View all my reviews

Leave a comment

Filed under Fantasy

The Wise Man’s Fear, by Patrick Rothfuss

The Wise Man's Fear (The Kingkiller Chronicle, #2)The Wise Man’s Fear by Patrick Rothfuss

My rating: 3 of 5 stars

I can’t believe I read the whole thing! Not because it was bad, but because it was soooo long, and it’s the second in an eventual trilogy of epic fantasies. Reading this thereby committed me to yet another 1000+ pages at some point in the future, something I am loathe to do. The unexpected glory of The Name of the Wind is what ultimately caused me to save The Wise Man’s Fear for a summer indulgence. When else can a teacher read 1,000 pages and not lose track of the plot? It was a good, but not great, summer read. I was thrilled to spend time with Kvothe again, and to witness his continued struggles and conquests at the University and beyond. This classic hero did not disappoint, endearing himself to me with his boyish charm and sensitivity while simultaneously wowing me with the intellect, talent and skill (at just about everything) that he brought to bear on a series of epic adventures “abroad.” What more would one want from a hero? The reason I capped this review at three stars has to do with the amount of fluff and filler that Patrick Rothfuss infused into an otherwise entertaining story. The fact that a lot of that filler came in the form of 50+pages of this 16 year-old’s first sexual encounter, and that this was with a fairy (sorry, member of the fae) might also have something to do with it. I’m sure this would appeal to some, but I found it tedious. Nevertheless, I expect I’ll be reading the final installment of The Kingkiller Chronicle when it finally comes out (projected for 2014), because I really, really need to know how Kvothe lost his mojo. I’ll stop here, before I give away too much. If you loved The Name of the Wind, it’s worth carrying on with this second installment. If you didn’t, save yourself the excessive reading time. ~ Ms Dimmick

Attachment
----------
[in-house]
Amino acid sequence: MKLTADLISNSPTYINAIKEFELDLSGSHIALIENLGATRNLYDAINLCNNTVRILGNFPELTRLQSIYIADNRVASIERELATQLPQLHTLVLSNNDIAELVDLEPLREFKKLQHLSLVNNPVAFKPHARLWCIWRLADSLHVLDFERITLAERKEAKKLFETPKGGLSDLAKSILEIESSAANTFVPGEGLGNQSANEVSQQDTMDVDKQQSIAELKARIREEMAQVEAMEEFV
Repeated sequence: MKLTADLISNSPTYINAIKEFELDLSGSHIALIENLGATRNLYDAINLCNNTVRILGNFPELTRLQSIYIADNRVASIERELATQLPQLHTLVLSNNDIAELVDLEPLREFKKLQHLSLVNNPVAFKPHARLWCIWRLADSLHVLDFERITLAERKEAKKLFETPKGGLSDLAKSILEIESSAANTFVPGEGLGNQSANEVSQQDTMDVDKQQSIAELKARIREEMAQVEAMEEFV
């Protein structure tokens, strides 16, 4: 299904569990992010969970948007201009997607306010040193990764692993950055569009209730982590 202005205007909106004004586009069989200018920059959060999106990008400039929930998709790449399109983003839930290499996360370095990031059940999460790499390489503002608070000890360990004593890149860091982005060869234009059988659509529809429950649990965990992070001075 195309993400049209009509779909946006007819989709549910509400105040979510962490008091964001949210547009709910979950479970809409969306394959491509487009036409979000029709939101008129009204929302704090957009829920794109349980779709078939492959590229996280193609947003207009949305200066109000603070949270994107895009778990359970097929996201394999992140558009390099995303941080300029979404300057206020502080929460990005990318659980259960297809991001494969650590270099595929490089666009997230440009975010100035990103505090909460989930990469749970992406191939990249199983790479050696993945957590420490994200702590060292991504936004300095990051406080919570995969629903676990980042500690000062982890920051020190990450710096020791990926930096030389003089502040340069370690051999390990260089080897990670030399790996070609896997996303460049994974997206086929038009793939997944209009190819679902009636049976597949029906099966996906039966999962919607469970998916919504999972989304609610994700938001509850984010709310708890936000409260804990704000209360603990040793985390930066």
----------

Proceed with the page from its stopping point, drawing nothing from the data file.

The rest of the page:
View all my reviews

Leave a comment

Filed under Fantasy

Daughter of Smoke and Bone, by Laini Taylor

Daughter of Smoke and Bone (Daughter of Smoke and Bone, #1)Daughter of Smoke and Bone by Laini Taylor

My rating: 4 of 5 stars